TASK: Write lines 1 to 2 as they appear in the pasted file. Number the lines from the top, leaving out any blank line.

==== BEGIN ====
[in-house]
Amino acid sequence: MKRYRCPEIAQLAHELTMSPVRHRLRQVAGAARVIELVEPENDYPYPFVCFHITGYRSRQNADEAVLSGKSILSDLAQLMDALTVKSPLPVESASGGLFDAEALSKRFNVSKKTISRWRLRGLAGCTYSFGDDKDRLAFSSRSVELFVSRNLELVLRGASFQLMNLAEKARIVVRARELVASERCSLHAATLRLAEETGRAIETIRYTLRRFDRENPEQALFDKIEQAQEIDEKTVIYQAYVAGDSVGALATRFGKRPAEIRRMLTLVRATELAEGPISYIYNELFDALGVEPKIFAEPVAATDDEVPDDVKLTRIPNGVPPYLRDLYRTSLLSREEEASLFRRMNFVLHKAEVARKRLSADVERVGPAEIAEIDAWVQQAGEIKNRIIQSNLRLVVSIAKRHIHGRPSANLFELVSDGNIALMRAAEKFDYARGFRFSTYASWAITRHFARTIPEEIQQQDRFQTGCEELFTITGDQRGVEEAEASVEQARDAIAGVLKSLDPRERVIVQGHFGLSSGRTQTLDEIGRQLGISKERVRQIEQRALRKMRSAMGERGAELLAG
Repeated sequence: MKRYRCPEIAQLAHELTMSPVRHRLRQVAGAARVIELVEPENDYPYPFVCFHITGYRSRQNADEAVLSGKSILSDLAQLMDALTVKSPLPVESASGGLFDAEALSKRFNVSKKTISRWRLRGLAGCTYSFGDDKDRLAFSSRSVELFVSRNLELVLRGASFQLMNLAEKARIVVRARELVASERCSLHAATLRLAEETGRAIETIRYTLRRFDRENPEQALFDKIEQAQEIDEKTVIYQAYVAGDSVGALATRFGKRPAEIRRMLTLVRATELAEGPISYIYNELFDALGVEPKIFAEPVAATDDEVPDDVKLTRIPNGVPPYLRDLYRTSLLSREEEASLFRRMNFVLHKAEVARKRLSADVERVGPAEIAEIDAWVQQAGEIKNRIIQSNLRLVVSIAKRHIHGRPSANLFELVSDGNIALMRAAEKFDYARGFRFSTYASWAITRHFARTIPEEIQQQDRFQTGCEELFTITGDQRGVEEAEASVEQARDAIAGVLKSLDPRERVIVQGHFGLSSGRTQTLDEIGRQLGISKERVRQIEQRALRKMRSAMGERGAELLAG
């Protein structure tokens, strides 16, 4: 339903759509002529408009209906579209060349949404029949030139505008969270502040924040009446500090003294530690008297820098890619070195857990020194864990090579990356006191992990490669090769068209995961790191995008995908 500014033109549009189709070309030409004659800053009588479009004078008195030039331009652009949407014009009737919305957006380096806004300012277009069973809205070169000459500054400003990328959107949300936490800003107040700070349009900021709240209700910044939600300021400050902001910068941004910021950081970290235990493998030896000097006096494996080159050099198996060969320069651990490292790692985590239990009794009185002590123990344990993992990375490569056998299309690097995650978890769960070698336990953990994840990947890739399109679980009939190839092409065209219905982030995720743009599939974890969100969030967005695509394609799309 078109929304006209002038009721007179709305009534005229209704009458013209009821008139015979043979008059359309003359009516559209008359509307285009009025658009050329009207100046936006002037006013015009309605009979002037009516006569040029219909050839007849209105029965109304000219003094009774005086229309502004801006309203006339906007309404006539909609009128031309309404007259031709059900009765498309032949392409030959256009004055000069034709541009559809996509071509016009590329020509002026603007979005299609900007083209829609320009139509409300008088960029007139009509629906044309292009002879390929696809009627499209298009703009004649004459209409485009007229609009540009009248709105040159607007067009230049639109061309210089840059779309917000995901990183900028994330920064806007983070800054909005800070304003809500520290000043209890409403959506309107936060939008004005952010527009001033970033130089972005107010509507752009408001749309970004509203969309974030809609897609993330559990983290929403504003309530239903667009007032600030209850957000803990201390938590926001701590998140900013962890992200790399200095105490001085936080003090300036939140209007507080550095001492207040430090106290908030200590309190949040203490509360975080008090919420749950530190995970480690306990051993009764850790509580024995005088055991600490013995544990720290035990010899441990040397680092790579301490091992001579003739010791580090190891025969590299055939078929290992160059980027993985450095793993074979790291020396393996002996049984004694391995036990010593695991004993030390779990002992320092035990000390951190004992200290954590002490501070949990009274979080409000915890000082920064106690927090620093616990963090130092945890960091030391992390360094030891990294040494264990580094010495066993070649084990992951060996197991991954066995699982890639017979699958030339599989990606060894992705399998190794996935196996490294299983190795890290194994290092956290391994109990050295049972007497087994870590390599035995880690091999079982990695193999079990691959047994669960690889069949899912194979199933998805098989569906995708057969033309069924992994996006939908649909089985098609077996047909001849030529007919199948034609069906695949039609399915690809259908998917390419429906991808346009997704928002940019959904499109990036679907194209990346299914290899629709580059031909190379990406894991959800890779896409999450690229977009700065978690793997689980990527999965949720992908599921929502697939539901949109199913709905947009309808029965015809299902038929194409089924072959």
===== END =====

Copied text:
[in-house]
Amino acid sequence: MKRYRCPEIAQLAHELTMSPVRHRLRQVAGAARVIELVEPENDYPYPFVCFHITGYRSRQNADEAVLSGKSILSDLAQLMDALTVKSPLPVESASGGLFDAEALSKRFNVSKKTISRWRLRGLAGCTYSFGDDKDRLAFSSRSVELFVSRNLELVLRGASFQLMNLAEKARIVVRARELVASERCSLHAATLRLAEETGRAIETIRYTLRRFDRENPEQALFDKIEQAQEIDEKTVIYQAYVAGDSVGALATRFGKRPAEIRRMLTLVRATELAEGPISYIYNELFDALGVEPKIFAEPVAATDDEVPDDVKLTRIPNGVPPYLRDLYRTSLLSREEEASLFRRMNFVLHKAEVARKRLSADVERVGPAEIAEIDAWVQQAGEIKNRIIQSNLRLVVSIAKRHIHGRPSANLFELVSDGNIALMRAAEKFDYARGFRFSTYASWAITRHFARTIPEEIQQQDRFQTGCEELFTITGDQRGVEEAEASVEQARDAIAGVLKSLDPRERVIVQGHFGLSSGRTQTLDEIGRQLGISKERVRQIEQRALRKMRSAMGERGAELLAG